The Post-GDPR Era Begins

What’s happened since the GDPR became effective? And what does it mean for U.S. eDiscovery?

Hear that? It’s the sound of thousands of companies breathing a sigh of relief: May 25, 2018, the effective date for the EU’s General Data Protection Regulation (GDPR), has come and gone—and much like Y2K, nothing too dramatic has happened. At least not yet.

But that isn’t to say that the transition was smooth or that we don’t all still have serious questions about the future of the GDPR. Let’s look at what happened around May 25 and what we can expect for the rest of the year.

Mistakes Were Made

 Even if you didn’t know about the impending GDPR, it was hard to miss the influx of emails announcing changes to privacy policies in the lead up to May 25. So far this year, May 24, or GDPR Eve, has been the highest-volume day of the year for email.

With all those messages being sent out, it may have been inevitable that someone would slip up—but it’s still ironic that Ghostery, a privacy browser extension, made one of the most serious errors. While sending its updated privacy policy to batches of customers, Ghostery managed to carbon-copy 500 users, exposing their email addresses, instead of blind copying them.

But wait, there’s more. The European Commission, which created the GDPR in the first place, promptly violated it, leaking “more than 700 records including names, addresses and professions” on its website. Conveniently for the Commission, it has declared that it’s not subject to the GDPR, so it will be spared a potential €20M fine.

What’s Coming Next?

Companies should expect—and be prepared to handle—requests from individuals for their personal data to be deleted. Some predict that this “right to be forgotten,” one of the hallmarks of the GDPR, will result in “a flood” of deletion requests.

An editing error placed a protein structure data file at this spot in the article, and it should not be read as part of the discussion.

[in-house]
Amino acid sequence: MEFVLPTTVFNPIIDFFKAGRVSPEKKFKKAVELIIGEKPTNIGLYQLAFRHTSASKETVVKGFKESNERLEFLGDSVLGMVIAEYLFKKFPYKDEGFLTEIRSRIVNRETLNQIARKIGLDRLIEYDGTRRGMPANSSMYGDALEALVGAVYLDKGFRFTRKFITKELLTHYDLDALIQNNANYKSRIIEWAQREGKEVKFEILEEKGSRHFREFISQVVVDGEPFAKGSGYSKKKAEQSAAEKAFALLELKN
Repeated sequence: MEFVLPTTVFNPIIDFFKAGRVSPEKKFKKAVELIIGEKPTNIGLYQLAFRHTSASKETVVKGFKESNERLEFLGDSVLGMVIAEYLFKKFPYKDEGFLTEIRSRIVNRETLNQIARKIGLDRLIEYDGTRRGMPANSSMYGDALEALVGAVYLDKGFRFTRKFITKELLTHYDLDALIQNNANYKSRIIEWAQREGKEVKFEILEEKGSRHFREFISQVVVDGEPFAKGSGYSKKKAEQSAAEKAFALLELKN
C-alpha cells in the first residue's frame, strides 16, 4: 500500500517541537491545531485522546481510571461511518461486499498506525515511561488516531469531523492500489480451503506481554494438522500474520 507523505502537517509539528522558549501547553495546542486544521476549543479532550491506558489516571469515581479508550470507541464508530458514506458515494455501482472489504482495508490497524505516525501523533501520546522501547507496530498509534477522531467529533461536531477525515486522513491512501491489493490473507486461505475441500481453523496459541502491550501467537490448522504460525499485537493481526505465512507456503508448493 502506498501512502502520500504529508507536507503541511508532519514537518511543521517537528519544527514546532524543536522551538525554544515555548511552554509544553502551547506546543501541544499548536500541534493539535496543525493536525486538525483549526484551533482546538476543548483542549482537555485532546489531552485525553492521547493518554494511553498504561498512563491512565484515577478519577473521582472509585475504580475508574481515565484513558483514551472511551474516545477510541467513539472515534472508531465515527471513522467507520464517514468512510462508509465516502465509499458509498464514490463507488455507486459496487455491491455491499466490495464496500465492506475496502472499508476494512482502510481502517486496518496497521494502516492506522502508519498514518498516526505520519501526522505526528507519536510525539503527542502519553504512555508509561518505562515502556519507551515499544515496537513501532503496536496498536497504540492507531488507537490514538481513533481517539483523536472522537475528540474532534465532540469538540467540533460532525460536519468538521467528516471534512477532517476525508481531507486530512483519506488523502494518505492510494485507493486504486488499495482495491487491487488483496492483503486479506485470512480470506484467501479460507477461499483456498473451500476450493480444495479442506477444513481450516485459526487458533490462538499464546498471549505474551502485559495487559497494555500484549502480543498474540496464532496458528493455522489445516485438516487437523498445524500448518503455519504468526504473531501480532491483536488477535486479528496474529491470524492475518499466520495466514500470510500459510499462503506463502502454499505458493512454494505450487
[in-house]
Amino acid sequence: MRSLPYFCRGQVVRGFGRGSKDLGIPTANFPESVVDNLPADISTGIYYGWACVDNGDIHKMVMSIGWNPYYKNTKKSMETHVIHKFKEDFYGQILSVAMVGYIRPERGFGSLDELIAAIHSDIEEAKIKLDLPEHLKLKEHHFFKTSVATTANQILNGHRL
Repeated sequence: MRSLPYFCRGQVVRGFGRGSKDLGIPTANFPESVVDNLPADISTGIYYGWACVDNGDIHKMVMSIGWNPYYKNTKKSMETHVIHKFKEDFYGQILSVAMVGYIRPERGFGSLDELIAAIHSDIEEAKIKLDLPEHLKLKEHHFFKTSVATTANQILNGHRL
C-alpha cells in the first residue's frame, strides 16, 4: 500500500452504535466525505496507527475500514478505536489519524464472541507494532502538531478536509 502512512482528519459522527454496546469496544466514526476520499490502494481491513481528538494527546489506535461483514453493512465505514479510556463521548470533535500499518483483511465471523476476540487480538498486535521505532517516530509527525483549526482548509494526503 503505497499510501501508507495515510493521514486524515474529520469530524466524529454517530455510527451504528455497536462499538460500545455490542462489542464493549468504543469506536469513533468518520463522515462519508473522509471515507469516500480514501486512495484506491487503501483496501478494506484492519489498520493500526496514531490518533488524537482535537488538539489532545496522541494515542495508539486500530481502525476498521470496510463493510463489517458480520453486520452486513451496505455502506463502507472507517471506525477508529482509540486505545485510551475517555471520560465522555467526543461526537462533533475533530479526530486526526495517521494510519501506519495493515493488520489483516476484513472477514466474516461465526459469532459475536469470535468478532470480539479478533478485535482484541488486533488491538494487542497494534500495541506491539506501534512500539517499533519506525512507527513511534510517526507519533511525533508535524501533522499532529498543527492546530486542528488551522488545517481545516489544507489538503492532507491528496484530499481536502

If you haven’t been taking the GDPR seriously because it only applies to the data rights of European residents, you might want to reevaluate the long-term viability of that position. Senator Ed Markey (D-Mass.) has surmised that now that Europeans have greater privacy rights, “The American people are going to wonder why they’re getting second-class privacy.” If so, a U.S. version of the GDPR could be in the works before long.

For all the predictions of radical changes, consumer complacency may be the bigger take-home message. Most people probably aren’t reading the updated privacy policies they’ve been inundated with. Whether the GDPR will turn out to be a Y2K repeat where a huge buildup is followed by a whimper or the beginning of a new era of global data privacy remains to be seen.

 We’re going to assume that you’ve already taken the steps we laid out in our last GDPR post. The interplay of the GDPR and U.S. eDiscovery obligations is still far from clear, but you’d be wise to at least adjust your customer-facing policies and communications and be prepared to delete personal data that isn’t subject to a legal hold.

If you still have questions about how you should handle eDiscovery in the post-GDPR era, iDiscover can help. Our proven systems can help you meet your data privacy obligations while complying with eDiscovery. Please contact us to learn more.

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